Preventing further refugee flows
The refugee flows across the Mediterranean and the political situation in Libya were the focus of a telephone conversation on Wednesday morning between Chancellor Angela Merkel and Italian Prime Minister Paolo Gentiloni. As the deputy government spokesperson Ulrike Demmer reported, Angela Merkel thanked her Italian counterpart for approving the extension of the EU’s Operation SOPHIA off the Libyan coast.
The two heads of government agreed that the aim must be to work with UNHCR (United Nations High Commissioner for Refugees) to improve the conditions such that the flows of migrants from Libya can be more effectively managed and ordered.
Criminal human trafficking has become a profitable businesses, especially in the towns and cities along Libya’s coast. On 22 June 2015, the EU’s Foreign Affairs Council launched the European Union Naval Force – Mediterranean Operation SOPHIA (EUNAVFOR MED) to fight human trafficking and save refugees.
Migration across the Mediterranean
The Chancellor, reported Ulrike Demmer, once again assured Paolo Gentiloni of Germany’s support in tackling the flows of migrants. Angela Merkel included in this the current project, which is also supported by France. It aims to strengthen Libyan municipalities along the migration routes inside Libya, in order to make illegal human trafficking inside the country more difficult.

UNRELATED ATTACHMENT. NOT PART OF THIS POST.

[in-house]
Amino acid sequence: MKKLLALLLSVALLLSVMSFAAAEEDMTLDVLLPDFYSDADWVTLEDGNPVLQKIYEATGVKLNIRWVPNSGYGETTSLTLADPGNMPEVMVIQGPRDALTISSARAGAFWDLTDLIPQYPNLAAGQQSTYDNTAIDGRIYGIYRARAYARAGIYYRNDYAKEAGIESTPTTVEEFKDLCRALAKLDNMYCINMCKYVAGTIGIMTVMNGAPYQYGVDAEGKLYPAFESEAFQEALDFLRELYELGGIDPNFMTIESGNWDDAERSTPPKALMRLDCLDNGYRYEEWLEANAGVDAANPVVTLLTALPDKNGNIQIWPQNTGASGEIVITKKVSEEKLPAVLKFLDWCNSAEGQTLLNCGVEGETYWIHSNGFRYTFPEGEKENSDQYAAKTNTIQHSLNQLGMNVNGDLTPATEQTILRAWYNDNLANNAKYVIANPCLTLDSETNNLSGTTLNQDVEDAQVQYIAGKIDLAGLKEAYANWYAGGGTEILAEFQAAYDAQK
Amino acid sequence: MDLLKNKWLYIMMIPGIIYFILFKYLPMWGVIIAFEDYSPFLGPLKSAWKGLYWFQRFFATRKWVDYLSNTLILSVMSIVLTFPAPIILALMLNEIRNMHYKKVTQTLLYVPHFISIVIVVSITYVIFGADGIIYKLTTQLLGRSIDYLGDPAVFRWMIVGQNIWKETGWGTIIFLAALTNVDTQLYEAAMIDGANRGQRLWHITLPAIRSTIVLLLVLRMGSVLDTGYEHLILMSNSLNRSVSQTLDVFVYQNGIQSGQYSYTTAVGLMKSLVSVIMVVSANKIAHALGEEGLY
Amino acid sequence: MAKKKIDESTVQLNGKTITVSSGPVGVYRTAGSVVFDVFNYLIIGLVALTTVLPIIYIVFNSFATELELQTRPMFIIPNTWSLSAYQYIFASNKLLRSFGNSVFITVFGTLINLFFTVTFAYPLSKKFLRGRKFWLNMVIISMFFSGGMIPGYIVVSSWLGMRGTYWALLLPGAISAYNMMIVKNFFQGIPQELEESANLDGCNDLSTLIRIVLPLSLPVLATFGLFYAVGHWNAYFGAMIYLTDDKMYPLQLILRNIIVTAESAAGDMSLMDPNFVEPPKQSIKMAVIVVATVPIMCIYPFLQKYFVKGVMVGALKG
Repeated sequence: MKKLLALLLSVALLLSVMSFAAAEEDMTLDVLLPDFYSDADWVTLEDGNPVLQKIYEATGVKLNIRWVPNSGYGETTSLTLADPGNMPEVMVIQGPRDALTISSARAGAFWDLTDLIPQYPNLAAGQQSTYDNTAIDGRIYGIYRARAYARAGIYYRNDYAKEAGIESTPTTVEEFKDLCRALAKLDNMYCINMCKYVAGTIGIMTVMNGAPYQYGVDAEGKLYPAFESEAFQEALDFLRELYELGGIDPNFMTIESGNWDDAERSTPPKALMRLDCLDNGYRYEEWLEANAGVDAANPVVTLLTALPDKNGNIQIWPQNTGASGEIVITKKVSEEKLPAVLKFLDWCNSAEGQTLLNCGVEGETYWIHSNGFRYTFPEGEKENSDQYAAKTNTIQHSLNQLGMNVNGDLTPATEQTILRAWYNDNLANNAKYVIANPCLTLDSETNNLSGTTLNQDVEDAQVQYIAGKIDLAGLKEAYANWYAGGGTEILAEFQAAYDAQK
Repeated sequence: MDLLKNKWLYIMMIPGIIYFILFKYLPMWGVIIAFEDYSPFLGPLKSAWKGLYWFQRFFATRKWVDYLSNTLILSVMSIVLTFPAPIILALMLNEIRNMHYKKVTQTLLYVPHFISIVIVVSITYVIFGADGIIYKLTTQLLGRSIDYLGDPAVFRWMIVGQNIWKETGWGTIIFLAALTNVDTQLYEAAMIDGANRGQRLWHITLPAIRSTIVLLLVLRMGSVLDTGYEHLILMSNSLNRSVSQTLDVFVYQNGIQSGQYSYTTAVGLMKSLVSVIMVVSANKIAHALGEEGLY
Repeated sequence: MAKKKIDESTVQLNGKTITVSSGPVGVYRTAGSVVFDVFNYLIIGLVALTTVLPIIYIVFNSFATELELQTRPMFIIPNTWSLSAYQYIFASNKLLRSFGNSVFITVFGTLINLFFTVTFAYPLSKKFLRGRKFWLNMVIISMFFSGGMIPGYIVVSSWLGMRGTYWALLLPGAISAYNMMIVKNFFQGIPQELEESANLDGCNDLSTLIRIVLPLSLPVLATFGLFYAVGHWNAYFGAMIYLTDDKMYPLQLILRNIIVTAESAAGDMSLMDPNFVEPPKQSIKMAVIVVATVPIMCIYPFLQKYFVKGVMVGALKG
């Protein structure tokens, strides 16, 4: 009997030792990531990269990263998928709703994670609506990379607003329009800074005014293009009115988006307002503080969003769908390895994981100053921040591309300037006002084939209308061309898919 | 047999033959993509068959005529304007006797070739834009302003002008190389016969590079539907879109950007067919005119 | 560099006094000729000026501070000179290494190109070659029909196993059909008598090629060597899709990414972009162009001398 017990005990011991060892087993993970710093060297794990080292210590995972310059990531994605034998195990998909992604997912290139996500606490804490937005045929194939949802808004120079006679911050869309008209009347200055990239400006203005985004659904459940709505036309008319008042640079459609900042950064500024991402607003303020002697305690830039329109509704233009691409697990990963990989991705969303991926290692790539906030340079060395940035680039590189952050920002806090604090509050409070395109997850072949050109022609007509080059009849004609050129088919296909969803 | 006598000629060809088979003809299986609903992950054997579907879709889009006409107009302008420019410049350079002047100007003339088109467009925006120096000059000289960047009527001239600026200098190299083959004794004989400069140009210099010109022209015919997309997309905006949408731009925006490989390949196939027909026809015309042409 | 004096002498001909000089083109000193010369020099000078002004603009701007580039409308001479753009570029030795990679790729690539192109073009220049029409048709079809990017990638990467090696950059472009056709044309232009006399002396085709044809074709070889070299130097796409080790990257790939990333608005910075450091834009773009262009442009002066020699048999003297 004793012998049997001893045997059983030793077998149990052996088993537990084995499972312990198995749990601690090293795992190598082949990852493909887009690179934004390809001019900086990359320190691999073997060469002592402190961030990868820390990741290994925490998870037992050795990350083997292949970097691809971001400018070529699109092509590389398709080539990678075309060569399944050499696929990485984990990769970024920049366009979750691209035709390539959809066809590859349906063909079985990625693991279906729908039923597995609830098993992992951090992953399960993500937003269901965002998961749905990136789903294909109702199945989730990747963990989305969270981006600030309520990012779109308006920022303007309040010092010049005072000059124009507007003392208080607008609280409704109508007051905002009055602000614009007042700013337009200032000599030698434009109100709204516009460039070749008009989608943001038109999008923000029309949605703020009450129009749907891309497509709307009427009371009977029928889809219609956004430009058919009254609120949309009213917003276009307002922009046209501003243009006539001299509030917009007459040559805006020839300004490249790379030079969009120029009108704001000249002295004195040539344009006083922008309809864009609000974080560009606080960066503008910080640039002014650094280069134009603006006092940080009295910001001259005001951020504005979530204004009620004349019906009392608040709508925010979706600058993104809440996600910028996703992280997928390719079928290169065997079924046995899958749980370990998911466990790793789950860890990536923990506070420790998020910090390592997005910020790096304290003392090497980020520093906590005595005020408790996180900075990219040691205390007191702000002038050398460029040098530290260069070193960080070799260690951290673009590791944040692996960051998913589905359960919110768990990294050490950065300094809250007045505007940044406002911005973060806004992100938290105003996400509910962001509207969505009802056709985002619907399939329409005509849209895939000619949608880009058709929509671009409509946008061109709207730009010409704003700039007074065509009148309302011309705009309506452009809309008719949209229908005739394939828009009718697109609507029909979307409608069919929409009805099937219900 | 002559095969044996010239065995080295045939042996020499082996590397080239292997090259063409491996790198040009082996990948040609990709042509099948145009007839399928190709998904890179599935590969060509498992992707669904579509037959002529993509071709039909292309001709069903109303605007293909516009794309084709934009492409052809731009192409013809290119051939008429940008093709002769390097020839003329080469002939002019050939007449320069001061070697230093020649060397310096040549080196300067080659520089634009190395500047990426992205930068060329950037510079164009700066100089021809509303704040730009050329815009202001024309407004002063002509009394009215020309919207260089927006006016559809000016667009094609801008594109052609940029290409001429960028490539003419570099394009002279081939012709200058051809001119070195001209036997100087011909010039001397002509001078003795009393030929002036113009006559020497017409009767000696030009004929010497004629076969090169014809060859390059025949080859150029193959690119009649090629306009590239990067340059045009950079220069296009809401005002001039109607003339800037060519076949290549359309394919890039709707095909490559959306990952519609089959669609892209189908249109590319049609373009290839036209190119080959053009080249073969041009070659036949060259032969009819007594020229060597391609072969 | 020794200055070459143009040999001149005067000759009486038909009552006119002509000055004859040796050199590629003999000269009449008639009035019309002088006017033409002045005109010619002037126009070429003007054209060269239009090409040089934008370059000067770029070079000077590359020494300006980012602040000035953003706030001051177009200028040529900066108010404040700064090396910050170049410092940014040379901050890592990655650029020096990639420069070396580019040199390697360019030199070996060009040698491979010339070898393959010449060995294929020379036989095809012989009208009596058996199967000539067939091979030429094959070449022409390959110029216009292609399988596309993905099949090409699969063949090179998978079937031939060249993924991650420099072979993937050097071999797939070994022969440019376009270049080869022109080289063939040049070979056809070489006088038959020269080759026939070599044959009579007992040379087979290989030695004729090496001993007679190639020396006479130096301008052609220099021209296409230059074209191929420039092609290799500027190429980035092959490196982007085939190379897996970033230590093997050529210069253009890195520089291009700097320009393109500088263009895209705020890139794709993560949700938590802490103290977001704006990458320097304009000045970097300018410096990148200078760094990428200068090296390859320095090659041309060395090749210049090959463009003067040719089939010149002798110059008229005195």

Compared to last year, some 7 per cent more refugees have crossed the Mediterranean to Italy this year. It is estimated that up to 1.2 million (labour) migrants are currently in Libya. Most of them come originally from Egypt or sub-Saharan Africa. Libya is the main transit country on the route across the Central Mediterranean to Italy.
Libya needs stable government structures
Angela Merkel and Paolo Gentiloni agreed that the meeting between the Chairman of the Presidential Council of the Government of National Accord, Fayez Al Serraj, General Haftar and the Special Representative of the United Nations Secretary-General, Ghassan Salamé was a positive step, in efforts to improve the situation in Libya, reported the deputy government spokesperson. The meeting took place on Tuesday (25 July) in Paris, with French President Emmanuel Macron mediating.
The efforts of the Government of National Accord and Chairman Fayez Al Sarraj and the United Nations to realise the Libyan political agreement deserve our full support, continued Ulrike Demmer. It must be clear that Fayez Al Sarraj represents the UN-legitimated Libyan government.
In spite of the formation of a Government of National Accord, parts of Libya are still controlled by armed militia. The lack of state structures benefit the gangs of traffickers, who send boatloads of refugees from the Libyan coast on the dangerous trip to Europe, in craft that are mostly not sea-worthy.